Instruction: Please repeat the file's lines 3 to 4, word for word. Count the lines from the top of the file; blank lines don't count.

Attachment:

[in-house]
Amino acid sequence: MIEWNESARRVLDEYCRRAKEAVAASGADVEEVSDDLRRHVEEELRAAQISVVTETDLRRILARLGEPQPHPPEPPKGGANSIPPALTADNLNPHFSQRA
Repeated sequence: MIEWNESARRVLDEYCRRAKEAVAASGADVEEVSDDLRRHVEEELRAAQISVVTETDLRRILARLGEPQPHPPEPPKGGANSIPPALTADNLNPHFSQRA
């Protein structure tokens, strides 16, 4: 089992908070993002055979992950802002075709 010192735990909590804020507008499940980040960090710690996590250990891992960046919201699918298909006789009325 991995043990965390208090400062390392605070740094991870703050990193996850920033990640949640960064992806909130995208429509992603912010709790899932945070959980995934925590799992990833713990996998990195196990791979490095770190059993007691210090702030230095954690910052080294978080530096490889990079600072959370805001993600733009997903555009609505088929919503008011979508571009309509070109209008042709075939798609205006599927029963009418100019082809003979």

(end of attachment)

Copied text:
Repeated sequence: MIEWNESARRVLDEYCRRAKEAVAASGADVEEVSDDLRRHVEEELRAAQISVVTETDLRRILARLGEPQPHPPEPPKGGANSIPPALTADNLNPHFSQRA
């Protein structure tokens, strides 16, 4: 089992908070993002055979992950802002075709 010192735990909590804020507008499940980040960090710690996590250990891992960046919201699918298909006789009325 991995043990965390208090400062390392605070740094991870703050990193996850920033990640949640960064992806909130995208429509992603912010709790899932945070959980995934925590799992990833713990996998990195196990791979490095770190059993007691210090702030230095954690910052080294978080530096490889990079600072959370805001993600733009997903555009609505088929919503008011979508571009309509070109209008042709075939798609205006599927029963009418100019082809003979």